- Toews, Gerhard, and Pierre-Louis Vézina. “Enemies of the people.” (2021).
Disclaimer: Opinions expressed in policy briefs and other publications are those of the authors; they do not necessarily reflect those of the FREE Network and its research institutes.
As time passes and archives open, ever more topics in Russian military-economic history can be studied with primary sources. One such theme is the colossal evacuation of industrial enterprises and equipment from July 1941 onwards. Thousands of railway cars and lorries carried equipment, raw materials, as well as personnel from Ukraine, the Baltics, and western regions of the Russian Federation to the Urals and beyond. A recent documentary collection Put’ k Pobede (The Road to Victory) opens new areas for research on the southern Urals. These regional sources illustrate and add details to documents from the federal archives on the history of the Soviet military-industrial complex. Successful evacuation of industrial capacity eastwards was a decisive factor for the Soviet endurance and finally its victory in 1945. However, many empirical questions remain to be answered and analytical calculations to be done, on how in fact the Soviet system managed simultaneously to successfully evacuate factories eastwards and thousands of troop transports westwards to the fronts.
New Frontiers for Research on the Soviet War effort, 1939–1945
The role of the new industrial centers in the Urals and Siberia for the Soviet defense potential has been recognized long ago (1). From the mid-1920s, Soviet military leaders included projections for full mobilization of industrial and human resources in contingency plans for the case of war. Evacuation projects outlined which important factories were to be re-located from close-to-border areas (within the range of enemy air bombings) to well-prepared interior locations (2). Industrial plans in the late 1930s put significant emphasis on the enhancing of defense-related production, as well as on modernization of the armed forces (3).
In the early 2000s, a grand research project started on the history of the Russian and Soviet military-industrial complex by exploring the main federal archives (GARF, RGAE, RGVA, and others). The project has so far resulted in five volumes that cover the period from 1914 till 1942. The first volumes show the evolution of the Russian defense industries until the mid-1930s, with special emphasis on how military considerations influenced the five-year plans for 1928–32 and 1933–37. The fourth volume starts (p. 5–85) with a historical preface by Professor Andrei Sokolov (1941–2015), who was also the author of a most informative study of the military-industrial complex. It contains documents for the crucial period up to June 1941 (4). The fifth volume reproduces relevant documents from several archives concerning the first war-years 1941 and 1942. (5)
How did Soviet security concerns change in the first stage of World War Two? In August 1939, the Red Army won a momentous victory over the Japanese forces at Khalkhin-Gol in Mongolia. Japan thereafter gave up their invasion plans against the Soviet Far East, and shifted its aggression southwards to the Philippines and Indochina. Thus, the risk diminished considerably of the USSR facing a two-front war, with tough enemy coalitions in Europe as well as in the East. (6). This strategic significance of the Red Army’s victory was apparently missed in Berlin. In 1940, the German military leaders paid attention mostly to the poor performance of the Soviet army in the Winter War against Finland (7). Encouraged by an easy victory over France by June 1940, Hitler ordered Wehrmacht to plan for war against Russia.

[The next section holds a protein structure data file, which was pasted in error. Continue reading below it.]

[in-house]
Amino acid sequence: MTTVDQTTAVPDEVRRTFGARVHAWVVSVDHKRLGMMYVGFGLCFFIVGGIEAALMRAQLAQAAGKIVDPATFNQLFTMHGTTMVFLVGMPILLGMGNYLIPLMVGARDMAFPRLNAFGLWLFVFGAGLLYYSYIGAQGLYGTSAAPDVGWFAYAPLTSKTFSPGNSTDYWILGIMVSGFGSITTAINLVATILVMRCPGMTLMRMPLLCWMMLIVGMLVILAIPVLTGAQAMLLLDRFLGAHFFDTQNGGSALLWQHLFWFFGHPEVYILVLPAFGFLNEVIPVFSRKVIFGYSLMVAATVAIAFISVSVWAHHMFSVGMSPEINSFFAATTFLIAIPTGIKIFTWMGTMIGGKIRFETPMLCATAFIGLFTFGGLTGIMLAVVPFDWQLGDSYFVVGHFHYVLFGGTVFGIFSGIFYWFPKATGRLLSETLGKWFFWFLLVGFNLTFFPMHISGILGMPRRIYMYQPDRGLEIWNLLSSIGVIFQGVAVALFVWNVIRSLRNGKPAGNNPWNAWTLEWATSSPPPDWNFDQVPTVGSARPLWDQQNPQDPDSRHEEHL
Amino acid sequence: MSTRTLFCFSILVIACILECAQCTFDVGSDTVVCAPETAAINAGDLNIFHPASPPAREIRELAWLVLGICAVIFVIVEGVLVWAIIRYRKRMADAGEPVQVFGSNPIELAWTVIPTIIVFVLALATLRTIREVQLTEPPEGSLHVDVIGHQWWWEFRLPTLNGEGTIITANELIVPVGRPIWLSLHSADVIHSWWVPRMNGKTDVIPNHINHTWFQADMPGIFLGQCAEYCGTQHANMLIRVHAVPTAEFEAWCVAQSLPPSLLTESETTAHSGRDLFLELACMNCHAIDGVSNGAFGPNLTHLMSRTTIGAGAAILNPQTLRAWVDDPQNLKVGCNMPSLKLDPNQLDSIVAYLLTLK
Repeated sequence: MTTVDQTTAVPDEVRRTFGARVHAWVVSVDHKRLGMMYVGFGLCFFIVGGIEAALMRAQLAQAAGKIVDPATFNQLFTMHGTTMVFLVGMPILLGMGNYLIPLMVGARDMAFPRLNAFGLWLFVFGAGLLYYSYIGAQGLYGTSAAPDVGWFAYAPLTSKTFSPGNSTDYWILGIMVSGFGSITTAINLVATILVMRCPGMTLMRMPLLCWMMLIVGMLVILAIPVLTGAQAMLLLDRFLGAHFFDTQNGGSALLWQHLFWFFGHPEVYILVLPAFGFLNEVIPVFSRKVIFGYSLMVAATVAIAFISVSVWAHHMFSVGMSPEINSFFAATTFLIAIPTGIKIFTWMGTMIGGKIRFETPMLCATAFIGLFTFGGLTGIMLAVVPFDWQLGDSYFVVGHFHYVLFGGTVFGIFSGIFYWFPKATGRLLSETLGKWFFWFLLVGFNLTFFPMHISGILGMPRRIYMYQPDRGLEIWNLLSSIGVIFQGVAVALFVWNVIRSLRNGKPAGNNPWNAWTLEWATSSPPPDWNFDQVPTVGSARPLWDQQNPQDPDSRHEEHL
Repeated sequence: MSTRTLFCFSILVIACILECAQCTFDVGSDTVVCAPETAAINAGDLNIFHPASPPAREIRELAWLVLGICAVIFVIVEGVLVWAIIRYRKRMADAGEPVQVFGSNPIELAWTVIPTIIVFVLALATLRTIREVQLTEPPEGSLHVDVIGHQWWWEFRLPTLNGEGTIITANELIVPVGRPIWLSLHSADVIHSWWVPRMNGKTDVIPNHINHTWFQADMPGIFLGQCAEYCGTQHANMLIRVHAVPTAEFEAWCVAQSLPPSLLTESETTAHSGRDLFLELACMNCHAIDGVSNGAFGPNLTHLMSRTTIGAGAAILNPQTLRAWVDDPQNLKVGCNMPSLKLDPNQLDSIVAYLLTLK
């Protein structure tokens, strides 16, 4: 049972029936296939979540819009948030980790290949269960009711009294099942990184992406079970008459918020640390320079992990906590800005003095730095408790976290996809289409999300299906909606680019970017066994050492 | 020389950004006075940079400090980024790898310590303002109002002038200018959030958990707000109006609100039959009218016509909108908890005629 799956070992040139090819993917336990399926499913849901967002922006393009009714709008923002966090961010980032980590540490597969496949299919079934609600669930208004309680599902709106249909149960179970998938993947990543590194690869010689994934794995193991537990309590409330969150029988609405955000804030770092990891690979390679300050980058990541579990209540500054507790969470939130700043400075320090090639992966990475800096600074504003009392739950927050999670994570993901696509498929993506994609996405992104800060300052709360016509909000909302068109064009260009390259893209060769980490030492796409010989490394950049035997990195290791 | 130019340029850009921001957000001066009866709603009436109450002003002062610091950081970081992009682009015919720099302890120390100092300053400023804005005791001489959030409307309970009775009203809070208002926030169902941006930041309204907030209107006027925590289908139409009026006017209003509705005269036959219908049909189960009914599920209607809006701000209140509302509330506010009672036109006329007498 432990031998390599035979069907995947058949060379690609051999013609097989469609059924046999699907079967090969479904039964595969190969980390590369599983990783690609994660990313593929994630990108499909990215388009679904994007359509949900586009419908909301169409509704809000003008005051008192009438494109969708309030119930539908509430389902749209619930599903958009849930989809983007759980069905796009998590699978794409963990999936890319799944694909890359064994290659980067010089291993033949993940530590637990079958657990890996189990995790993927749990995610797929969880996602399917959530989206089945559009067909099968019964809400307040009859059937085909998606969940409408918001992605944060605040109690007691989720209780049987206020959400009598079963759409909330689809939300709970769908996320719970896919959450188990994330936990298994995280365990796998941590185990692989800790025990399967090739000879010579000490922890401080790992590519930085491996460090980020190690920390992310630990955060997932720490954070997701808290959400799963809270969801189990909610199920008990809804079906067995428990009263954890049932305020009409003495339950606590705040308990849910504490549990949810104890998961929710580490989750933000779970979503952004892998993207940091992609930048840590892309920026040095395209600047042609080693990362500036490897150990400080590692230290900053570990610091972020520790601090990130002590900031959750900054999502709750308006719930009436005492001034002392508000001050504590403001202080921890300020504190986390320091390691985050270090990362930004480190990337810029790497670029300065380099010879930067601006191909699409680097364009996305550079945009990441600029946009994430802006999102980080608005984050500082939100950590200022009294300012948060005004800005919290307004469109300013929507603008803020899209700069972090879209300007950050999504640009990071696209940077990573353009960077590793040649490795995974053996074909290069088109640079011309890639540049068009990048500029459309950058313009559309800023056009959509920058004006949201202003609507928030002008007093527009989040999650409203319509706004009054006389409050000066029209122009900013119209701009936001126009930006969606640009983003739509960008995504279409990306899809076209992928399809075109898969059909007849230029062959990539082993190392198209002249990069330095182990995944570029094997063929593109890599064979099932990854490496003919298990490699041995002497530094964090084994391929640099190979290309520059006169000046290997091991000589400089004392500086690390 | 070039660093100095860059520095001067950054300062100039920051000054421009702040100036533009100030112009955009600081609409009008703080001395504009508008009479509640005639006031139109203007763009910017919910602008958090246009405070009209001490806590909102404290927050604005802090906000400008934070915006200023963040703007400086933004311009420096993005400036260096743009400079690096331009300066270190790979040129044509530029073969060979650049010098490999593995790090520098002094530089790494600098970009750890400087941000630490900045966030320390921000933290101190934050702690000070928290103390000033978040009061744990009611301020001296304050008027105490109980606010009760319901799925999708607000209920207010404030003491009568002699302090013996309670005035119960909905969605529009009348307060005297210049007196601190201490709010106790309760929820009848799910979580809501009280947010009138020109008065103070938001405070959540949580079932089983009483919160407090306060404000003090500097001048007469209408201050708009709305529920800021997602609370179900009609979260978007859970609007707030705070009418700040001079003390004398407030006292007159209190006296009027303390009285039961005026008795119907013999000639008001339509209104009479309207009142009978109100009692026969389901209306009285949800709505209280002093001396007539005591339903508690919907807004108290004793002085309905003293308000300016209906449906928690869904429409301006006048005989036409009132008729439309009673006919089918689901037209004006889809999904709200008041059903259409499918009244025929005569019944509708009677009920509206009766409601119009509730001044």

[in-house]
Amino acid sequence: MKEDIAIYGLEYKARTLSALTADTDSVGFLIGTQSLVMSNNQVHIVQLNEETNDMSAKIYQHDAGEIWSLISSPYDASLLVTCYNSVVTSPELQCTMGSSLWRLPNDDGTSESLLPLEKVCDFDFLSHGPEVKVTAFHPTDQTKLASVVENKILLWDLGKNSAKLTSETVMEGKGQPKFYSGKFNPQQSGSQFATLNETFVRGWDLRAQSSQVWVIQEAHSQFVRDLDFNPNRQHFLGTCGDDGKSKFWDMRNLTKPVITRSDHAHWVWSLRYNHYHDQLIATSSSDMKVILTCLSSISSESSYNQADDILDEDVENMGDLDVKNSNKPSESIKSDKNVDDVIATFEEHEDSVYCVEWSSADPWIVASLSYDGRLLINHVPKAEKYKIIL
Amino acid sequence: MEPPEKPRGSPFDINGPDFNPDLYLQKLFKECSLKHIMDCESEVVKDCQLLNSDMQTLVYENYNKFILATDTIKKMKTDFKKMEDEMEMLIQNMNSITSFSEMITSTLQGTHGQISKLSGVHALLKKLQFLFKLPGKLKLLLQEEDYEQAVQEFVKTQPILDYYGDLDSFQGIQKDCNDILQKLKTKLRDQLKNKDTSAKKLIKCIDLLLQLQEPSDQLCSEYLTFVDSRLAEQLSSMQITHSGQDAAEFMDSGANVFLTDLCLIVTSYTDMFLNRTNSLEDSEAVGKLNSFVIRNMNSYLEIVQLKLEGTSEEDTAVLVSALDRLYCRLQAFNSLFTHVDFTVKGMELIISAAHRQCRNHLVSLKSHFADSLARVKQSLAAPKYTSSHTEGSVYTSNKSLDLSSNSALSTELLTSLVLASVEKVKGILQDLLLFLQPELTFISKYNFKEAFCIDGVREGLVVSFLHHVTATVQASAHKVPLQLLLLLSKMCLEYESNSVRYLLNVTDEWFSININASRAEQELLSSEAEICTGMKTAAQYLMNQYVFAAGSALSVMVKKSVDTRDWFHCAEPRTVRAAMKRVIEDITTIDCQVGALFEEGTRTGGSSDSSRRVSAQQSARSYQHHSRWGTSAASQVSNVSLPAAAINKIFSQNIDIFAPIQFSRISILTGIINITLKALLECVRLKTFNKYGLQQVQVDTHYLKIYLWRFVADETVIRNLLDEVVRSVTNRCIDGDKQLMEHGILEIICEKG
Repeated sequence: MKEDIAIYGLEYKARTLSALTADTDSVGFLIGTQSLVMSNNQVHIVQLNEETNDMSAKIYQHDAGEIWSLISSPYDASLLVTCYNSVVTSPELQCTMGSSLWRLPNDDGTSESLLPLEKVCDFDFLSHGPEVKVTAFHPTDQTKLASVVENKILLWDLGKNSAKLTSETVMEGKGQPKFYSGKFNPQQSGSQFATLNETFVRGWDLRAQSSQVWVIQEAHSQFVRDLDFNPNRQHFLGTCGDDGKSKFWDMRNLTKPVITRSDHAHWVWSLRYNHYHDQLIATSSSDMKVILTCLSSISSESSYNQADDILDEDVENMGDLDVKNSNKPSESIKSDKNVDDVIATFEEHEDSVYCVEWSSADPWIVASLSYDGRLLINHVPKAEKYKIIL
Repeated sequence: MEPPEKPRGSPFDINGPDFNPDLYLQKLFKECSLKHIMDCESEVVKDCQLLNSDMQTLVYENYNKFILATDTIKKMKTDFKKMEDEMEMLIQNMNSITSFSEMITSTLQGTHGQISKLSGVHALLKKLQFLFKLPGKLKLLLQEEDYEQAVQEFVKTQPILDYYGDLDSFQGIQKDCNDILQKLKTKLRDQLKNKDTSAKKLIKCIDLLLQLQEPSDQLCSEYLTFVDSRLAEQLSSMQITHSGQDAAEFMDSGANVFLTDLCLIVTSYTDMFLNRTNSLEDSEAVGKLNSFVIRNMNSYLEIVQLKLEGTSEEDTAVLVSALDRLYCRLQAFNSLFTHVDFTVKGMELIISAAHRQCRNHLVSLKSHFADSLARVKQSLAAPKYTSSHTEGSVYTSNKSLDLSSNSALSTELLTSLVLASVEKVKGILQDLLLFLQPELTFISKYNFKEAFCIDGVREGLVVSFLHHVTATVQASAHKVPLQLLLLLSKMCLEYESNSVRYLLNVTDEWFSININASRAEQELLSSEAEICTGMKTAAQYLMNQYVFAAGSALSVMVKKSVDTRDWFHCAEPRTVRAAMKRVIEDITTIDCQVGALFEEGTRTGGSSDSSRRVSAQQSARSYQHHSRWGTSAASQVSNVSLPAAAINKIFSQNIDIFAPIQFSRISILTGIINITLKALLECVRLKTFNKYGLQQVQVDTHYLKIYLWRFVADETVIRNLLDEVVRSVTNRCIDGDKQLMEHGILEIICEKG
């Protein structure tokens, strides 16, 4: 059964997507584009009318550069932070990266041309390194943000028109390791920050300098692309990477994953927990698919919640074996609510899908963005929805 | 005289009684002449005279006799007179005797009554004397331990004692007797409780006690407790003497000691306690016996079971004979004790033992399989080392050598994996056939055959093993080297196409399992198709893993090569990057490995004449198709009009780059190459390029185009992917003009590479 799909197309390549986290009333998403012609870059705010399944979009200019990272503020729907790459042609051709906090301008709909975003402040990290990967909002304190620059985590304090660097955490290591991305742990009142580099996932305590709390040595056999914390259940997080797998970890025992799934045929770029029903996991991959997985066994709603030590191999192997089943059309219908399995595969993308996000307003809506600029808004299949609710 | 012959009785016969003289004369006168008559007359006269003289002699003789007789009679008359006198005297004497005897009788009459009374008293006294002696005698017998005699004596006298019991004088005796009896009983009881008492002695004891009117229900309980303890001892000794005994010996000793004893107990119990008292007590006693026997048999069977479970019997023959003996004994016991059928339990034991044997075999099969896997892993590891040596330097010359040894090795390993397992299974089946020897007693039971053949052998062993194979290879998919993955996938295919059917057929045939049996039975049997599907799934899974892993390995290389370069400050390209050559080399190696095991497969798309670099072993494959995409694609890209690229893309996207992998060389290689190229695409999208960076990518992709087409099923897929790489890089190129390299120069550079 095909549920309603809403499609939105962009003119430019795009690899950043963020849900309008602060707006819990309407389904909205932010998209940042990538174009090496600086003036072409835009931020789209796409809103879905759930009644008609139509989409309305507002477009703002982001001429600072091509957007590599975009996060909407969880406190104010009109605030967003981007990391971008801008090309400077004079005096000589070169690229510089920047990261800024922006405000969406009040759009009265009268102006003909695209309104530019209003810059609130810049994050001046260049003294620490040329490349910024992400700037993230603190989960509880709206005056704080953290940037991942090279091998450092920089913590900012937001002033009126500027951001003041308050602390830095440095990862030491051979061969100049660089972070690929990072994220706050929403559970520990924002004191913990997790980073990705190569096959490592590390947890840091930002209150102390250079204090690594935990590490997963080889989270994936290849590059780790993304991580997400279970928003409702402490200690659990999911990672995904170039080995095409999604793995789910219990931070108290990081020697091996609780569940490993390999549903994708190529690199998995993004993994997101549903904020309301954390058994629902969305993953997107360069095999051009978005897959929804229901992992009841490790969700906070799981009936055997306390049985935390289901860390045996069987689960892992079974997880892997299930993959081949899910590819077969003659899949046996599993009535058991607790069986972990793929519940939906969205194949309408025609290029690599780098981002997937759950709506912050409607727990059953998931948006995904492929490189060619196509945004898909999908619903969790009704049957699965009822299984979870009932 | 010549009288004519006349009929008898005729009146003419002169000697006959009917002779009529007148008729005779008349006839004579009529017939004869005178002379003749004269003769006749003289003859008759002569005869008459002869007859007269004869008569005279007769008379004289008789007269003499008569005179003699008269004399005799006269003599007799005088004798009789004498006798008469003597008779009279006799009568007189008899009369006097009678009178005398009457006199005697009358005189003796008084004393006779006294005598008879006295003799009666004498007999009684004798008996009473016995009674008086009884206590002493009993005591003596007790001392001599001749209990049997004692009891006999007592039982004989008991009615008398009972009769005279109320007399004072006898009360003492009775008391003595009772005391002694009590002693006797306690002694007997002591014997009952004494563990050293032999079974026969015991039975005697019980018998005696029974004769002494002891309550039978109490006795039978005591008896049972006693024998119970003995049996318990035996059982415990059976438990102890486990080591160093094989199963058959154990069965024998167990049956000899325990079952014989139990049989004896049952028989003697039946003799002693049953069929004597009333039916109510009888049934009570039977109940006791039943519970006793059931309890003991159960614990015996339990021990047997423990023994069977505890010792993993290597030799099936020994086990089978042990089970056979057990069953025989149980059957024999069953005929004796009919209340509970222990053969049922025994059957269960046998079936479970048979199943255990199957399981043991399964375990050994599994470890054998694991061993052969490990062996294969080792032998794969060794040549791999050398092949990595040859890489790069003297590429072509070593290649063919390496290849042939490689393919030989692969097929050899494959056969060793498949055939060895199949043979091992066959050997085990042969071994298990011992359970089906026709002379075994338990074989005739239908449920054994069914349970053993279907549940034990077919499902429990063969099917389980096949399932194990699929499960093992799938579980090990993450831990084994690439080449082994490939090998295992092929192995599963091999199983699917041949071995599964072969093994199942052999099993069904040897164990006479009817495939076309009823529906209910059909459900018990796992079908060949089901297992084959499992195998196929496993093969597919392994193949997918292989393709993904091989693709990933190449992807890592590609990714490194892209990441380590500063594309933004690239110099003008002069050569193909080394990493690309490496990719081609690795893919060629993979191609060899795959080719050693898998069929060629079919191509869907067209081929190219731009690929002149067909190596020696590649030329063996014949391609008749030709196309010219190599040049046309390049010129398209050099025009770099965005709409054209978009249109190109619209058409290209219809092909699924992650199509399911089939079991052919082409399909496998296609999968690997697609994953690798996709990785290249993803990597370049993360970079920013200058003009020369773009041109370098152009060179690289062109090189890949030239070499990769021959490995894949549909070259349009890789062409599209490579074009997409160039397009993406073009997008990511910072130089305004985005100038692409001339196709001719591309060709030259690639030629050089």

When the Soviet leaders in 1939 concluded a non-aggression pact with Germany, they obviously calculated that France and Great Britain were to wage a long-drawn-out war against Germany for many years, yet with uncertainty as to who would be the winning one. The drastically changed outlook after the sudden defeat of France in 1940 challenged the Soviet leaders to speed up already expansive plans for military-industrial production.
The American engineer John Scott who had worked as a welder in Magnitogorsk in the 1930s, and thereafter as a correspondent in Moscow for a British newspaper, compiled a massive dossier for the Research and Analysis department of the American intelligence O.S.S. (Office of Strategic Studies). His 1943 exhaustive “Heavy industry in the Soviet Union east of the Volga; a report prepared for the Board of Economic Warfare” covered a unique amount of data on new industrial enterprises obtained from open sources. While stationed in Stockholm as O.S.S. agent later in World War II, under the cover of a Time-Life correspondent, John Scott lectured in many cities in Sweden over his best-selling book “Behind the Urals”, which in Swedish had the more pertinent subtitle “The secret of the endurance of the Russian defense” (8). Scott emphasized that Stalinist forced drive in the 1930s had created completely new industrial zones far beyond the borders, out of reach for even long-range German air raids. This had been a revelation for many Westerners. British and American military attachés in Moscow were profoundly mistaken in 1941 when they predicted a rapid German victory. As Hitler’s Operation Barbarossa came to a standstill in the winter of 1941-42, Western assessments of the real Soviet military-industrial capabilities had to be reconsidered (9).